3. System-centric evaluation: the type of automation and the diverse capabilities that it can handle defines the premium. With this system, we are likely to see the next wave of underwriters’ parametrising automated systems based on OBDs to better position the various automated driving capabilities.

Irrespective of the path taken, the insurance business model of tomorrow will need to address three key aspects: the changing stakeholders and their needs, importance of new technical risk-evaluation models, and improved reliance on on-board diagnostics.

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The mobility industry

In the extended global automotive industry, careful deliberation is being carried out in order to understand the evolution of transportation and mobility. This deliberation is being driven by the convergence of a series of industry-changing forces and megatrends, such as connected cars, Internet of Things (IoT), Vehicle-to-Vehicle (V2V) and Vehicle-to-Infrastructure (V2I) communication. Sooner rather than later, vehicles are expected to gain precise awareness about their surroundings and then charter out necessary steps, be it rerouting or taking pre-emptive collision avoidance actions.

While this revolution is happening within the automotive industry, millennials and urbanites are swiftly moving away from purchase of capital assets (vehicles) to a mobility model based on pay per use. This change in the mind-set of “Generation Y” fundamentally challenges the present-day model centred on ownership of vehicles. When all is said and done, an established ecosystem, which has been there for more than a century, is on the verge of a transformational change that will most certainly result in a new ecosystem of mobility revolving around shared mobility and last-mile connectivity.

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The future mobility solution offers a new perspective on personal commutes from point A to point B, which features on-demand, fully autonomous vehicles, and affects the way consumers commute. Some of the major changes envisaged by the change in the mobility ecosystem include:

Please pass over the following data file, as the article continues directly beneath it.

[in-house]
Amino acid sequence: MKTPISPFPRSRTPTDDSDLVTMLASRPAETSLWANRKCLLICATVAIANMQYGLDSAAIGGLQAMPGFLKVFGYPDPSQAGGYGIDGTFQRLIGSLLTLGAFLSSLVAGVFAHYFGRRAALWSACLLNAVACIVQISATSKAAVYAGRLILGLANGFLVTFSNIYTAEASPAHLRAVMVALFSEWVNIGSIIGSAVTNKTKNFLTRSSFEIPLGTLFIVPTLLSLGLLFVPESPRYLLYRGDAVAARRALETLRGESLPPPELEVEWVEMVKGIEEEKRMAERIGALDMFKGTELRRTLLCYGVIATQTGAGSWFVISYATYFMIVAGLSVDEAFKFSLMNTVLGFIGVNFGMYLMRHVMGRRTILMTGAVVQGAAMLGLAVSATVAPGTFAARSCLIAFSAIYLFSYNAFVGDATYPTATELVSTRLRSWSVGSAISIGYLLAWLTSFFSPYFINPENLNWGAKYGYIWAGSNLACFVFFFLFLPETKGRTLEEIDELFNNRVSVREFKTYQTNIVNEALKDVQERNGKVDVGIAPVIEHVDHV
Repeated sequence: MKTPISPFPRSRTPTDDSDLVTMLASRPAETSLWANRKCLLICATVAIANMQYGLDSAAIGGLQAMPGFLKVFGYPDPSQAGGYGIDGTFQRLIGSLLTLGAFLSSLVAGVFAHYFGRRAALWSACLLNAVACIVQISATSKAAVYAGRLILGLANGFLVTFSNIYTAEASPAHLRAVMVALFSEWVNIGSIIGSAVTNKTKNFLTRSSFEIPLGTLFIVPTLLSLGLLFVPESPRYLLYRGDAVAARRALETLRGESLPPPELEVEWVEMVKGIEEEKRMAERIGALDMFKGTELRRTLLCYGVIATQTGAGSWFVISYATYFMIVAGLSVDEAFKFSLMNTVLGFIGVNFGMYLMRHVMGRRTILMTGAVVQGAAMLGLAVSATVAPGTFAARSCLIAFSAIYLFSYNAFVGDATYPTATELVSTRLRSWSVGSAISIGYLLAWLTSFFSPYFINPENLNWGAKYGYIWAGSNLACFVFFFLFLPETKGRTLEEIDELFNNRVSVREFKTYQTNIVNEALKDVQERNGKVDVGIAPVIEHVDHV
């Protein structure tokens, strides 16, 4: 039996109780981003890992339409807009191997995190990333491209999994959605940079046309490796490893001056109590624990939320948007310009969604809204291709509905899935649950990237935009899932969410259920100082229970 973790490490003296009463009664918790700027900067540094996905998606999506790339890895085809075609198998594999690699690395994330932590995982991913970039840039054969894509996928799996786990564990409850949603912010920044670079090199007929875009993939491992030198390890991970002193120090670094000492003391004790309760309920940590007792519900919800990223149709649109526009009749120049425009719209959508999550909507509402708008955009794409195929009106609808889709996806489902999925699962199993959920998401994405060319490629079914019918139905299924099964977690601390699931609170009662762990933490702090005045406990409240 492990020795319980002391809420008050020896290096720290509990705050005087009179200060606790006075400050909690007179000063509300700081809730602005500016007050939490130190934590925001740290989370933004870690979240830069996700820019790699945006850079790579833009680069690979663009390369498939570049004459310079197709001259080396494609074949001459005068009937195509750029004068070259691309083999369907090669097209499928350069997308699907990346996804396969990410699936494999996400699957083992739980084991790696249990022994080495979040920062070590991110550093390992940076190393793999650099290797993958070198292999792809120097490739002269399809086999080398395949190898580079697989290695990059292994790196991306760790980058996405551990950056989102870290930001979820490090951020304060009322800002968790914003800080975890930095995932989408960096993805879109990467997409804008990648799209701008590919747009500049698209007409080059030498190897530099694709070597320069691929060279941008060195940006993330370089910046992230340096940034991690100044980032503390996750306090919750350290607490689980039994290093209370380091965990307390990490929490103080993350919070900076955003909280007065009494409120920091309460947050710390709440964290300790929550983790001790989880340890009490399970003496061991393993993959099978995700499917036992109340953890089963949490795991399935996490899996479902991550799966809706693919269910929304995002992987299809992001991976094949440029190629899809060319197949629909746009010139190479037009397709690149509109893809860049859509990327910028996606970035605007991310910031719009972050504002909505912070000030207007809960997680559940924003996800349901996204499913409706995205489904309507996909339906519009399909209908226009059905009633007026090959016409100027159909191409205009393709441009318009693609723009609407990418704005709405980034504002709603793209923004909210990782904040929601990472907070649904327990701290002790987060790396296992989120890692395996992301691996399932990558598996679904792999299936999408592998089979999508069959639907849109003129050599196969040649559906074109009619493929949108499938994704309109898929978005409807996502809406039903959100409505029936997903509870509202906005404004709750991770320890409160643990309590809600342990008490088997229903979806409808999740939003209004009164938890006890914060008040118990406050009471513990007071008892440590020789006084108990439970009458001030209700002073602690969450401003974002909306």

1. Seamless multimodal transportation becomes the new norm. Cities enable seamless multi-modality through public-private cooperative efforts; vehicle ownership is primarily business to government (B2G) or business to business (B2B).
  2. Spatial distribution management of demand: managing spatial distribution of vehicles in the ecosystem during demand fluctuation will be a challenge. The aggregator who keeps the supply and demand of vehicles in optimal balance across the ecosystem is likely to become the most profitable player.
  3. Fall in fares to bring in cutthroat competition: the automated taxi segment is likely to dominate the shared mobility space due to a drop in taxi fares, decline in vehicle ownership, and increasing mobility demand. Huge revenue potential and low entry barriers in the taxi segment are expected to bring in new market entrants, thereby oversaturating the already saturated taxi segment.
  4. No more proprietary solutions: in an ecosystem where consumers can demand seamless integration and a preference for a specific set of hardware and software, pure-play proprietary solutions will no longer play a part in the mobility space of the future. OEMs and aggregators will have to serve consumers according to their fancies.
  5. Intelligent demand-driven pricing: consumers in the future might benefit from negative pricing in order to move vehicles from a relatively low-demand location to a high-demand location.